The Guardian Fall Team Blog

Fall protection product inspection is a key component of safe work. Your life is on the line when working at heights, so ensuring equipment is functioning properly is a step that should never be ignored.

Every product requires its own specific inspection process, so proper worker training becomes a central component of any inspection. It is the responsibility of the jobsite Competent Person to ensure all workers are fully trained in the use of all applicable equipment.

Best-practice product inspection involves establishing a methodical and easily repeatable inspection process; this ensures not only that no component is missed, but also that the inspector quickly develops proficiency in inspecting the equipment they use regularly. Inspection speed is improved, and the risk of accidental oversight of damage is reduced.

Guardian Fall Protection equipment must be inspected prior to each use by the end user, and at least every 6 months by a Competent Person. Competent Person inspections must be recorded on the equipment.

Adhere to the following guidelines when inspecting a self-retracting lifeline (SRL):

  • Each step must involve the inspection for any/all damage, including, but not limited to, corrosion, deformation, pits, burrs, rough surfaces, sharp edges, cracking, rust, excessive heating, and alteration.
  • If SRL fails inspection at any time it must be immediately removed from service and either destroyed or returned to the manufacturer for repair.
  • Always wear gloves and eye protection when performing the inspection.
  • Remember the “3-Ds”: Deployment, Dates (labels), Defects/Damage/Deterioration.

42003 - Velocity SRL

When inspecting a self-retracting lifeline, follow these steps:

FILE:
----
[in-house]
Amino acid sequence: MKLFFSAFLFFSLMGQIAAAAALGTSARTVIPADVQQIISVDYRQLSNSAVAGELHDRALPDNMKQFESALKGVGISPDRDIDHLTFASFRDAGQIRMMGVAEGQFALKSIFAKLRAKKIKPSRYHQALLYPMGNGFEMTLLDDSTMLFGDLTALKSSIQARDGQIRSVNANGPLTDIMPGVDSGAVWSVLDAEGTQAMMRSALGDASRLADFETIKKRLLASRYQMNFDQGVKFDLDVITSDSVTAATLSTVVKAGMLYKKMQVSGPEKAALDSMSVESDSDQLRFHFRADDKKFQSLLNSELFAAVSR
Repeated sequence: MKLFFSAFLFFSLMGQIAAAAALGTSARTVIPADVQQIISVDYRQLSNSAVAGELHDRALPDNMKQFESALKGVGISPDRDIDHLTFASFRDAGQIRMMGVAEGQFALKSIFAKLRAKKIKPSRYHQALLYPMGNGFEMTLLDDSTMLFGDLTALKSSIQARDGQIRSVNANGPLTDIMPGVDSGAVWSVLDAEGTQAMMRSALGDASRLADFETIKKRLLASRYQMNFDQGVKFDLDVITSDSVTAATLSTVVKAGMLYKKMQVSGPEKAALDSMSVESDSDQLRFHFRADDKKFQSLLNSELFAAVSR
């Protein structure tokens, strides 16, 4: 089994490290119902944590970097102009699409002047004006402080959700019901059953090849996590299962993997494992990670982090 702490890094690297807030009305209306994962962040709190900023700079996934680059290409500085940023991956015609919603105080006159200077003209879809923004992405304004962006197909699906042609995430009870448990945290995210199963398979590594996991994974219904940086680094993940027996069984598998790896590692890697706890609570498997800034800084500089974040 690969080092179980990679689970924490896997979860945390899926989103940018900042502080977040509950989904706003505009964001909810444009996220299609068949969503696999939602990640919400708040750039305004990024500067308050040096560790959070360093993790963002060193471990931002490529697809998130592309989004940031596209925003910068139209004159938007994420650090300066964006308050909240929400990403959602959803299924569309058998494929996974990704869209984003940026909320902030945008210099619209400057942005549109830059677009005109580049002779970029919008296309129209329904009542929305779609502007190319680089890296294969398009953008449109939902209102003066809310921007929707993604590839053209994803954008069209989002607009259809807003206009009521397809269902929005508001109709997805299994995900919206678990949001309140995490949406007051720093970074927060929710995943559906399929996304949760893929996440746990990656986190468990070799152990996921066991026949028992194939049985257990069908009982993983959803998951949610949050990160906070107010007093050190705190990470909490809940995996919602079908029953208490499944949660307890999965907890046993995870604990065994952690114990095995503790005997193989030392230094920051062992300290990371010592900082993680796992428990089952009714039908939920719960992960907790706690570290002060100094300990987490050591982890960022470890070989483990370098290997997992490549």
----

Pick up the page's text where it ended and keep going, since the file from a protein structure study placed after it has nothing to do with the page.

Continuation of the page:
1. Inspect the SRL impact indicator. The impact indicator will take the form of either a color indicator on the snap hook/rebar hook, or a shock absorber. Color indicator will display red if deployed. Shock absorber must not indicate any signs of deployment. Visually inspect shock absorber webbing and stitching, but do not cut away protective shrink tube. Shrink tube must remain fully intact at all times. If any sign of deployment is found, immediately remove product from service. If no deployment is observed, continue with the inspection.
  2. Inspect product labeling. All labels provided with equipment at time of shipment from the manufacturer must be present and legible. Now that our first two “Ds” (deployment and dates) are covered, we can move on to inspecting for more general damage.
  3. Inspect the carabiner connection point. If applicable, the carabiner connection point should fully rotate/pivot, as defined by the manufacturer.
  4. Inspect all fasteners (pop rivets, bolts, or screws) are fully flush with housing. If applicable, ensure all welds are finished.
  5. Test retraction functionality. You can properly check retraction functionality by pulling out a minimum 4’ of lifeline and allowing it to retract back into the unit housing under light tension; lifeline must fully retract.
  6. Test braking functionality. Pull sharply on the lifeline; brakes must engage.
  7. Inspect full length of lifeline. In addition to any other damage, inspect for any broken stitching, fraying, and bird-caging, as applicable. To check for burrs or other deformation, run your hand along the lifeline while allowing it to slowly retract; remember to wear gloves.
  8. Inspect snap hook or rebar hook. Ensure that a minimum of 2 independent actions are needed to open the hook gate, and that the gate is self-closing and self-locking. Inspect any pop rivets, as applicable, ensuring all rivets are flush with hook.

HART Height and Rescue Training by PSG is committed to our mission of providing innovative solutions, educating the community, and saving lives. Please contact us with any questions regarding equipment inspection.